In case you've not read about the allegations that Johnson & Johnson covered up possible asbestos contamination in its baby powder, read this article by Roni Caryn Rabin and Tiffany Hsu.
We've posted before (for instance, here) about suits against Johnson & Johnson alleging that talc in baby powder caused the plaintiffs' ovarian cancer. Plaintiffs won large verdicts in some cases. Johnson & Johnson says there's no link between baby powder and ovarian cancer, and the National Cancer Institute has said that "[t]he weight of evidence does not support an association between perineal talc exposure and an increased risk of ovarian cancer."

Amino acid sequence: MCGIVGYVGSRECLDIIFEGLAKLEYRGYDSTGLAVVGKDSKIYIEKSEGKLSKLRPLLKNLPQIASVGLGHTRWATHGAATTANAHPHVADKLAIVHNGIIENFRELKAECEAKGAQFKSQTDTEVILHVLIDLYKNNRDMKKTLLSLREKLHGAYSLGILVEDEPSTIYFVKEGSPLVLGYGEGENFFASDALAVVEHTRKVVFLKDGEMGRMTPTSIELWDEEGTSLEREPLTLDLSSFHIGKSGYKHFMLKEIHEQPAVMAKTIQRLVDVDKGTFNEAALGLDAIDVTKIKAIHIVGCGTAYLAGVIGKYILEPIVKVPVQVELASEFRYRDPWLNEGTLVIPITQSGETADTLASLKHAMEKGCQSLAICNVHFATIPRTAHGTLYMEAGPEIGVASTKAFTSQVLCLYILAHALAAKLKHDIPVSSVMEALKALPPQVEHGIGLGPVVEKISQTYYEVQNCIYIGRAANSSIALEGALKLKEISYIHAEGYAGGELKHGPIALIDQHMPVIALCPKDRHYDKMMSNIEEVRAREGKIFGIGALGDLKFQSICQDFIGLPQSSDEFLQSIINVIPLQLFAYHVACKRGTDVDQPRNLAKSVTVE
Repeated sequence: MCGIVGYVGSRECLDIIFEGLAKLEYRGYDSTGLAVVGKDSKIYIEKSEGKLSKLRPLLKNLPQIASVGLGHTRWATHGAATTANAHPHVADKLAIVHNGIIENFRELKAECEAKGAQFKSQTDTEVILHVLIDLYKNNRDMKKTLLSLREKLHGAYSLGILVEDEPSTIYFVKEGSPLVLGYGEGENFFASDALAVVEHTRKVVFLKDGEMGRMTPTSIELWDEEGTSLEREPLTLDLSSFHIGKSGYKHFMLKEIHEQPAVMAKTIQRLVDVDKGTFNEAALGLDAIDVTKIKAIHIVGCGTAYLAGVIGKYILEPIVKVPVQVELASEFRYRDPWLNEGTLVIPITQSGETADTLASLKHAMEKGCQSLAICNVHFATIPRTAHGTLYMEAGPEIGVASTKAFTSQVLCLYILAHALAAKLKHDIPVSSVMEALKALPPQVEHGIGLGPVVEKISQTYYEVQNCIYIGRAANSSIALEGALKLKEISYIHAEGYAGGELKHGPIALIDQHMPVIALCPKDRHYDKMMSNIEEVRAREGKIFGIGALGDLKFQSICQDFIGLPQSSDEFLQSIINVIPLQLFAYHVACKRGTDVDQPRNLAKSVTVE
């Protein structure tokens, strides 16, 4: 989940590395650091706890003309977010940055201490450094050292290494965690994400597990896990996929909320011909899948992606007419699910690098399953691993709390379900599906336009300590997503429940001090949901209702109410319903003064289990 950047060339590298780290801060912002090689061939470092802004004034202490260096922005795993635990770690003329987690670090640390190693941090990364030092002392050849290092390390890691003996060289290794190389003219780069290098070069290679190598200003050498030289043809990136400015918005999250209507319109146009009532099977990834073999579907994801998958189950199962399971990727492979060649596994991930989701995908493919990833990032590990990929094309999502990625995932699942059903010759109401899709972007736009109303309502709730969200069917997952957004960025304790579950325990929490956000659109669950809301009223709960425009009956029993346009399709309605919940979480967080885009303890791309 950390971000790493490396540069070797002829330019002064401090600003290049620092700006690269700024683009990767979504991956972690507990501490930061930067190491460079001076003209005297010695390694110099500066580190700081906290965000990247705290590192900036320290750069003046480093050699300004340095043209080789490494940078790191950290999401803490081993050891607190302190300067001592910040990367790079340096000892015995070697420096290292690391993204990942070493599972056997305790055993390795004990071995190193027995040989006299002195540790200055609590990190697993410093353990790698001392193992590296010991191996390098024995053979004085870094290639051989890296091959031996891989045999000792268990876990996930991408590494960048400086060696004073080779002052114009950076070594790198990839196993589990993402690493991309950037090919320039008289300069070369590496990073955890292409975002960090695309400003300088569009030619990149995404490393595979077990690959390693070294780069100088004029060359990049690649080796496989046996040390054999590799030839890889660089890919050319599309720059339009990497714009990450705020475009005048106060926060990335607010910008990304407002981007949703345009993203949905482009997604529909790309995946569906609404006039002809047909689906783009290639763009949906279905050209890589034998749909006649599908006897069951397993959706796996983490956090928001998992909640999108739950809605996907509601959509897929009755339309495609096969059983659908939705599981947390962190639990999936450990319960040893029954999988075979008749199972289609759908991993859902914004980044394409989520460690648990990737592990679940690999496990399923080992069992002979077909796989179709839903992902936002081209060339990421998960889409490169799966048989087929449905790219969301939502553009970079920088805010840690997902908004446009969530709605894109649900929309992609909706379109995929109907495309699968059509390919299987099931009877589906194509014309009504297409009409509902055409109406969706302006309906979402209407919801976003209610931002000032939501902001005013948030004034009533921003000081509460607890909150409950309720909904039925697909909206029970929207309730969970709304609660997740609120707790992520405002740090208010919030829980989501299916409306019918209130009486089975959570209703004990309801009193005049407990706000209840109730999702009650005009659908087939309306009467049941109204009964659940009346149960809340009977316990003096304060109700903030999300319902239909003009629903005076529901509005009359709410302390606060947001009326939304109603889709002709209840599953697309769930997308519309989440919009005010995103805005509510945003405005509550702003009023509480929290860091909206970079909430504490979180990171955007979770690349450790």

But the Rabin-Hsu article points out that "asbestos, unlike talc, is an indisputable carcinogen. Even trace amounts are considered dangerous. Its dagger-like fibers penetrate deep into tissue and can lead decades later to cancer of the lungs, voice box and ovaries, and to mesothelioma." Rabin and Hsu quote a lawyer who has defended asbestos makers saying that the asbestos concern “puts the defense in a much more difficult position. You get a much higher degree of indignation from juries.”